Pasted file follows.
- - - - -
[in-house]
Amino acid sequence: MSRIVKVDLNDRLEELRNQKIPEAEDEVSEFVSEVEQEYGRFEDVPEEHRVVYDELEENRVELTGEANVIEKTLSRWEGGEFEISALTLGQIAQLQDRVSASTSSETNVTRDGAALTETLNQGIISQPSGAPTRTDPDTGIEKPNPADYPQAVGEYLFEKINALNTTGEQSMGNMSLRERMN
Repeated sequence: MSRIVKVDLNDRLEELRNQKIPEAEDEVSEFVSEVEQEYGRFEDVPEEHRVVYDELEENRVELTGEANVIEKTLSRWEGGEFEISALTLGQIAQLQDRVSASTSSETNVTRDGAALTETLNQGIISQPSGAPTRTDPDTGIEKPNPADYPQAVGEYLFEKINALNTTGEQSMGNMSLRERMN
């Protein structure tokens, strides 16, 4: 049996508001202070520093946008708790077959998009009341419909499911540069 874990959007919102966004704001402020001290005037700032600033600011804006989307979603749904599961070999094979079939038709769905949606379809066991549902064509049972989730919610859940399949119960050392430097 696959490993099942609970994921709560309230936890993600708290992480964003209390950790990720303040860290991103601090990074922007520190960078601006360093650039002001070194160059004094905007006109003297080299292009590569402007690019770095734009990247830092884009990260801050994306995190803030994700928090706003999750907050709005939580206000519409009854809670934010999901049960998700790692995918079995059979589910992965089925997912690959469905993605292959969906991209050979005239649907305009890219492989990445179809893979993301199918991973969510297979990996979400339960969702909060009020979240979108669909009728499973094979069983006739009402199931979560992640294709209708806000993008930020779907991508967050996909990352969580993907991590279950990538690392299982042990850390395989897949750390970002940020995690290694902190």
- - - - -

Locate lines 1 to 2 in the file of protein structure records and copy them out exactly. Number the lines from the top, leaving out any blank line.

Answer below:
[in-house]
Amino acid sequence: MSRIVKVDLNDRLEELRNQKIPEAEDEVSEFVSEVEQEYGRFEDVPEEHRVVYDELEENRVELTGEANVIEKTLSRWEGGEFEISALTLGQIAQLQDRVSASTSSETNVTRDGAALTETLNQGIISQPSGAPTRTDPDTGIEKPNPADYPQAVGEYLFEKINALNTTGEQSMGNMSLRERMN